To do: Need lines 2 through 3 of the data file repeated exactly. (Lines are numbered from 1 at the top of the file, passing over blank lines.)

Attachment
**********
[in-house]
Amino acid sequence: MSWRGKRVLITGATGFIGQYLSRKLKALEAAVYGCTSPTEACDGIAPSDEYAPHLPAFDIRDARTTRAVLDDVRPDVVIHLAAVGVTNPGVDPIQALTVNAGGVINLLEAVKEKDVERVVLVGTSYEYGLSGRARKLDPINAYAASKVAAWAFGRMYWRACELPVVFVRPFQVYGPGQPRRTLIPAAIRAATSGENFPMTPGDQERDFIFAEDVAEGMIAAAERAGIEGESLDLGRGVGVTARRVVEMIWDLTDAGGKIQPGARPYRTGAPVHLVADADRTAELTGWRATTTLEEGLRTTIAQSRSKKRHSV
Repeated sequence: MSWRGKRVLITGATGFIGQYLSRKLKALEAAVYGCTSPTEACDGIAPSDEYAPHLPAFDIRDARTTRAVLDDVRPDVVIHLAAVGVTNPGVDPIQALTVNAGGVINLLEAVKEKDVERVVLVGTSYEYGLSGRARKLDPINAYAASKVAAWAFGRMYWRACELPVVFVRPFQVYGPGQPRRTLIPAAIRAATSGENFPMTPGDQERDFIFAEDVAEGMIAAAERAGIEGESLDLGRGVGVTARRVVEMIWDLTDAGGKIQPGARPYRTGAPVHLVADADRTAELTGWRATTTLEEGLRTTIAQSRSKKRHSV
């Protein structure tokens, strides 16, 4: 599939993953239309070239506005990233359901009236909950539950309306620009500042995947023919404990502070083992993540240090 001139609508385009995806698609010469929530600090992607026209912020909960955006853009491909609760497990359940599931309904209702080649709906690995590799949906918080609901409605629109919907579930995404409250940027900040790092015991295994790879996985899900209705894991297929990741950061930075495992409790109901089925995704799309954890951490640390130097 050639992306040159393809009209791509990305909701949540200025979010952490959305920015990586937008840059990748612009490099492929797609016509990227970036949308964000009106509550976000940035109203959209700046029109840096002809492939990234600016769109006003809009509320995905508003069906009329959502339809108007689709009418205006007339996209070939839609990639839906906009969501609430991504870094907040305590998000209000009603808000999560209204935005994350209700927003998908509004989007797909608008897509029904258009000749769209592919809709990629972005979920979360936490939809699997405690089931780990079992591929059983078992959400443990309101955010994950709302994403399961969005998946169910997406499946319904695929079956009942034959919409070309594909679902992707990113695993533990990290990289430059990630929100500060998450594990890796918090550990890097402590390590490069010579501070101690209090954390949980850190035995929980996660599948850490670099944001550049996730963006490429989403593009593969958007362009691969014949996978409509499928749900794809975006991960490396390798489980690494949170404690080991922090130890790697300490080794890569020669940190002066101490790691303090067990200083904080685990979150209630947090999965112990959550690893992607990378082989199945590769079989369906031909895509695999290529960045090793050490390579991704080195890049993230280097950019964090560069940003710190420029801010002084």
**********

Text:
Amino acid sequence: MSWRGKRVLITGATGFIGQYLSRKLKALEAAVYGCTSPTEACDGIAPSDEYAPHLPAFDIRDARTTRAVLDDVRPDVVIHLAAVGVTNPGVDPIQALTVNAGGVINLLEAVKEKDVERVVLVGTSYEYGLSGRARKLDPINAYAASKVAAWAFGRMYWRACELPVVFVRPFQVYGPGQPRRTLIPAAIRAATSGENFPMTPGDQERDFIFAEDVAEGMIAAAERAGIEGESLDLGRGVGVTARRVVEMIWDLTDAGGKIQPGARPYRTGAPVHLVADADRTAELTGWRATTTLEEGLRTTIAQSRSKKRHSV
Repeated sequence: MSWRGKRVLITGATGFIGQYLSRKLKALEAAVYGCTSPTEACDGIAPSDEYAPHLPAFDIRDARTTRAVLDDVRPDVVIHLAAVGVTNPGVDPIQALTVNAGGVINLLEAVKEKDVERVVLVGTSYEYGLSGRARKLDPINAYAASKVAAWAFGRMYWRACELPVVFVRPFQVYGPGQPRRTLIPAAIRAATSGENFPMTPGDQERDFIFAEDVAEGMIAAAERAGIEGESLDLGRGVGVTARRVVEMIWDLTDAGGKIQPGARPYRTGAPVHLVADADRTAELTGWRATTTLEEGLRTTIAQSRSKKRHSV